Expression of oxidative stress-responsive genes and cytokine genes during caerulein-induced acute pancreatitis

Kai Fu, Michael P. Sarras, Robert C. De Lisle, Glen K. Andrews

Research output: Contribution to journalArticlepeer-review

9 Scopus citations


Oxidative stress and the inflammatory response may play roles in the pathogenesis of acute pancreatitis. Herein, we characterized pancreatic expression of oxidative stress-responsive genes [c-fos, heme oxygenase-1 (HO-1), and metallothionein-I (MT-I)] and cytokine genes [interleukin-lβ (IL-lβ ), IL-6, and tumor necrosis factorα (TNFα )] during caerulein-induced acute pancreatitis in the mouse, c-fos, HO-1, and MT-I mRNAs were coordinately and rapidly (3-7 h) upregulated, and HO-1 and MT-I protein levels were increased slightly in the pancreas during acute pancreatitis. In addition, IL-lβ , IL-6, and TNFα mRNAs were rapidly (7 h) upregulated in the pancreas, and intrapancreatic IL-lβ and IL-6 protein levels rapidly increased (3-fold and 6.4-fold, respectively) during acute pancreatitis. These studies suggest that oxidative stress and inflammation each occur in the pancreas during the early stages of acute pancreatitis. However, under a limited set of experimental conditions, we found that an insult that causes pancreatic oxidative stress (diethylmaleate) or one that induces an inflammatory response (bacterial lipopolysaccharide), or a combination of these agents, did not cause the changes characteristic of acute pancreatitis. Therefore, simply inducing oxidative stress and/or inflammation may be insufficient to initiate acute pancreatitis.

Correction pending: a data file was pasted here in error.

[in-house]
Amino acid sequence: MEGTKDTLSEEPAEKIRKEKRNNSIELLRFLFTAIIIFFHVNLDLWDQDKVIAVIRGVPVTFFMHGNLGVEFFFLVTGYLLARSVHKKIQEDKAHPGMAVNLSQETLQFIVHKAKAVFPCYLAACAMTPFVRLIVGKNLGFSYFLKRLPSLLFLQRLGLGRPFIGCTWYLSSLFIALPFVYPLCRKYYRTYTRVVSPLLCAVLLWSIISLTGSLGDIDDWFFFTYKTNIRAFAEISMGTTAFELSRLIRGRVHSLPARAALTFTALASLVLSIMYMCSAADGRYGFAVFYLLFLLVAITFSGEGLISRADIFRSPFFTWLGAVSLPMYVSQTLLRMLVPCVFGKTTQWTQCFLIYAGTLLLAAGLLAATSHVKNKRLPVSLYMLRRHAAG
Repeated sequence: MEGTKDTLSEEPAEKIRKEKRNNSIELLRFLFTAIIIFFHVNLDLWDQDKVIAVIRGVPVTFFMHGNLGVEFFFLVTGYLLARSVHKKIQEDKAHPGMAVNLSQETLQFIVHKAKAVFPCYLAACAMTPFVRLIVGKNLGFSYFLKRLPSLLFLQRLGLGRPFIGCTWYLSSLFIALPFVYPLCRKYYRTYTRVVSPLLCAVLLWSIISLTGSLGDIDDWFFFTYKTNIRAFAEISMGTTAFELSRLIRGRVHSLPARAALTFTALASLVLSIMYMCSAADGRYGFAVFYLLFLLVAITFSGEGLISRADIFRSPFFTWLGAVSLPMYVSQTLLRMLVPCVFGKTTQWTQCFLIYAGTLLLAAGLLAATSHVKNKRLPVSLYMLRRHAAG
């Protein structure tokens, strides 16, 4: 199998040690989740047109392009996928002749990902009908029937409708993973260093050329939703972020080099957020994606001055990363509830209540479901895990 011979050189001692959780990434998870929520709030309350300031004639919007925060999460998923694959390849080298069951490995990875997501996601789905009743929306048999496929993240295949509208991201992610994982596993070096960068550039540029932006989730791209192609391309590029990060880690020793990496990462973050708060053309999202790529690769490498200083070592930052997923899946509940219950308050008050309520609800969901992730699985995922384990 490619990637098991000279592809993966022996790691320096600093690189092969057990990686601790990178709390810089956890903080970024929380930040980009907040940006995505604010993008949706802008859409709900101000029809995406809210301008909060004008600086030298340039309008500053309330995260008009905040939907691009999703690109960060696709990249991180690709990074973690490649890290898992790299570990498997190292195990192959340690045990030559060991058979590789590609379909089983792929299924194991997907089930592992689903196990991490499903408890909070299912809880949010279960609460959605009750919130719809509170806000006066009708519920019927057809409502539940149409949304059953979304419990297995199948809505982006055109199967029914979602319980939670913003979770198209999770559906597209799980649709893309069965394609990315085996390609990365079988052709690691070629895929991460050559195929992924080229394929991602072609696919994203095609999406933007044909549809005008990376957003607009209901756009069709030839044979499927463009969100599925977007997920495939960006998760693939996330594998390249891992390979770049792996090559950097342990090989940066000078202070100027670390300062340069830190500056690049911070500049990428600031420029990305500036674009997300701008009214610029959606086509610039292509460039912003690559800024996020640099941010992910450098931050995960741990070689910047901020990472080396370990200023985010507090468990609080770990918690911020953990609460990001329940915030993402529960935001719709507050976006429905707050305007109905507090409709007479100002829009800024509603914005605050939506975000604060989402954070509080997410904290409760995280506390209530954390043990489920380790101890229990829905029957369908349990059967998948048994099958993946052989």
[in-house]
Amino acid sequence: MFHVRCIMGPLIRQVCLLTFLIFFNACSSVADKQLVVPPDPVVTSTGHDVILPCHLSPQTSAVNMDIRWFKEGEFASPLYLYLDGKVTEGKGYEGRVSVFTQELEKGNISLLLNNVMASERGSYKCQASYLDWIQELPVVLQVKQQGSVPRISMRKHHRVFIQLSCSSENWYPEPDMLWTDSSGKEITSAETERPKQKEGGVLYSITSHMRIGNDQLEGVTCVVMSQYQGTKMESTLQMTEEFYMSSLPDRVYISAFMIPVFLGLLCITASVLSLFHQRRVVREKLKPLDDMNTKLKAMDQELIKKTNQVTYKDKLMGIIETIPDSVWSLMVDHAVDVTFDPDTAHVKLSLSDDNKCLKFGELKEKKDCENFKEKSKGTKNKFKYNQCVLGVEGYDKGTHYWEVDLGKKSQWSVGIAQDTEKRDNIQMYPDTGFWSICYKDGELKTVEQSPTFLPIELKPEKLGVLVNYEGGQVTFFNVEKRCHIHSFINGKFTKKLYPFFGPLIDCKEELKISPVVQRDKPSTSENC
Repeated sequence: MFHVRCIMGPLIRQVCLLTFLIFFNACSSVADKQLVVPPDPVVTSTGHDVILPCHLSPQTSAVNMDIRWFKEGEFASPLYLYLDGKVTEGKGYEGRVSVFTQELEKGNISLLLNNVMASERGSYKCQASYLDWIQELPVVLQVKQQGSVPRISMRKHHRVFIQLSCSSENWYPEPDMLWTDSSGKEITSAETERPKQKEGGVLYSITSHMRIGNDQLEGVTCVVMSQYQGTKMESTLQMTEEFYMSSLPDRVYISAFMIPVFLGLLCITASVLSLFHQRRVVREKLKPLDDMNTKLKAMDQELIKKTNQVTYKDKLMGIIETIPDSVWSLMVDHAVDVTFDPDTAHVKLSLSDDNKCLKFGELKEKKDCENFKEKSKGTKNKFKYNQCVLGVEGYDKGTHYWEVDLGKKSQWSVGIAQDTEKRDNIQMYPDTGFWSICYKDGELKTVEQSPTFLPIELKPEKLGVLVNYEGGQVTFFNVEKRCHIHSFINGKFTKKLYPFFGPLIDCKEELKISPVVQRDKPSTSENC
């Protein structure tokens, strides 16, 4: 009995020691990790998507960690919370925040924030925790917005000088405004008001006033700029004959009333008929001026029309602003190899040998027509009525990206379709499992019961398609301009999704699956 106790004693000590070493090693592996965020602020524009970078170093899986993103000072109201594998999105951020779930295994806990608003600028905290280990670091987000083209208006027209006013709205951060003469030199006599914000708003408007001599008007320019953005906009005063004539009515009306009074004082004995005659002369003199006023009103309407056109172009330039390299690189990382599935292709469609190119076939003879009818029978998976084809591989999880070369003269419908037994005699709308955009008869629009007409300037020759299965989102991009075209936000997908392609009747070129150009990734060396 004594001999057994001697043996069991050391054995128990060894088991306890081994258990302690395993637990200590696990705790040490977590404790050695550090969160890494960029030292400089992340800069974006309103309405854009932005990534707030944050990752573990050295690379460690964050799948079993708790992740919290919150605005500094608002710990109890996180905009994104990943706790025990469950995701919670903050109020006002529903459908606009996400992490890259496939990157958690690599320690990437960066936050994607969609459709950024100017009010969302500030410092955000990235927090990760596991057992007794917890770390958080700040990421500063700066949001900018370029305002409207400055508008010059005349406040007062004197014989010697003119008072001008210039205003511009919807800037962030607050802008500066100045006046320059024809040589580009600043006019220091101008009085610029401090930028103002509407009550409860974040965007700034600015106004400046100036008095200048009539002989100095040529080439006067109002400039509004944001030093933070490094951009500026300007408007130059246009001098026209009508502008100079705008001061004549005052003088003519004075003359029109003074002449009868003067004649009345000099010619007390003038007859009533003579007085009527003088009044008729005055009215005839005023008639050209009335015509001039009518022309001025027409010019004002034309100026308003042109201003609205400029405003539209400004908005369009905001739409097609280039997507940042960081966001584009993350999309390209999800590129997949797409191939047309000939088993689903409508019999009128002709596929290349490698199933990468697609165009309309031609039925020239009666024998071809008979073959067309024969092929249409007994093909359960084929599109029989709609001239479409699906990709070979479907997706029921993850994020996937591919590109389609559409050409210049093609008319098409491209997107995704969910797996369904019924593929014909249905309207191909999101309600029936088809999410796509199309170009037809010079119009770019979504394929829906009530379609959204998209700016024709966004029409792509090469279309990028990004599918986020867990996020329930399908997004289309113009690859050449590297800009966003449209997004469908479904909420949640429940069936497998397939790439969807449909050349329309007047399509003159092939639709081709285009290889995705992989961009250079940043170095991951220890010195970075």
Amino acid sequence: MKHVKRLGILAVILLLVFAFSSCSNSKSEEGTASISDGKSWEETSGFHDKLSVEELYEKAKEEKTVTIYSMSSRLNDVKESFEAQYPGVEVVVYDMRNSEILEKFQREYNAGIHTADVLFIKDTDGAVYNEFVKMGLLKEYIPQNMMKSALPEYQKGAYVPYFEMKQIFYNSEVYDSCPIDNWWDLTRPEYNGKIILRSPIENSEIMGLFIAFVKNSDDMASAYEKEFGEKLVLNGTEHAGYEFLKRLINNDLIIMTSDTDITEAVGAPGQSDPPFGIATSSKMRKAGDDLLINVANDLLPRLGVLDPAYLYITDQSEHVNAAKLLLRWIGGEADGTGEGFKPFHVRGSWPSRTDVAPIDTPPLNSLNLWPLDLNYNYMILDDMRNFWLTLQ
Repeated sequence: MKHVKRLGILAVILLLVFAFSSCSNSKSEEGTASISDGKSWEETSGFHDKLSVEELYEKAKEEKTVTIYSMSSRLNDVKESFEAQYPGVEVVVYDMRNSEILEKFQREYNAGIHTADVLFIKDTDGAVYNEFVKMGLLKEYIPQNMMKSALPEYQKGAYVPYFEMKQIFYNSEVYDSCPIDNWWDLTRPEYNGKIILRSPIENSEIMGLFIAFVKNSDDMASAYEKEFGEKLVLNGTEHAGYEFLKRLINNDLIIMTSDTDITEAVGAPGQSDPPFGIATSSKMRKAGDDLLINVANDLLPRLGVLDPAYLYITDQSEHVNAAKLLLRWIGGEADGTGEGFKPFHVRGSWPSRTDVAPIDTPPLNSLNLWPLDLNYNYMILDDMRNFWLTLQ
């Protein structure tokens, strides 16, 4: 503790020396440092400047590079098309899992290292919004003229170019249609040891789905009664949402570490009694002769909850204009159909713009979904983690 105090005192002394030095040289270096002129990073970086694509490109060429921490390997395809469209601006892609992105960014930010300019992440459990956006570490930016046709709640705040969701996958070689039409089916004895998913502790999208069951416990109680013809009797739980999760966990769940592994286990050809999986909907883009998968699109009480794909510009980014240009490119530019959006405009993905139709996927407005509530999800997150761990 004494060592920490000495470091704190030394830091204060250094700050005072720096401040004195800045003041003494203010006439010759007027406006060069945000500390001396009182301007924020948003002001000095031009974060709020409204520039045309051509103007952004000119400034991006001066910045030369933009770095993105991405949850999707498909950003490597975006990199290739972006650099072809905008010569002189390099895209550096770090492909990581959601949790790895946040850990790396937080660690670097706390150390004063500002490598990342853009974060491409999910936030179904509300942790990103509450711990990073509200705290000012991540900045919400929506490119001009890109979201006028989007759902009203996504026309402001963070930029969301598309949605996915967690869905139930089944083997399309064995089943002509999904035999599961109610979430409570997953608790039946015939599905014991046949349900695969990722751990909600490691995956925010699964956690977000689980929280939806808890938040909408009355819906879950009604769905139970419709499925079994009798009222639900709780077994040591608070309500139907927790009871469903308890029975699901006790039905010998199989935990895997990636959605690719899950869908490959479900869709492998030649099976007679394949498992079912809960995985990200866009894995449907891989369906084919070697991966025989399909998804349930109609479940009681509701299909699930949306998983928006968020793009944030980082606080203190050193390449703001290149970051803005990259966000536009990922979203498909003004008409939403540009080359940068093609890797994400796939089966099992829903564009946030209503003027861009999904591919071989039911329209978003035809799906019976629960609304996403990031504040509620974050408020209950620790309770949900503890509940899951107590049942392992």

Original languageEnglish (US)
Pages (from-to)G647-G654
JournalAmerican Journal of Physiology
Issue number3 PART 1
StatePublished - 1997


  • C-fos
  • Glutathione
  • Heme oxygenase
  • Inflammation
  • Interleukin
  • Metallothionein
  • Mouse

ASJC Scopus subject areas

  • Physiology (medical)


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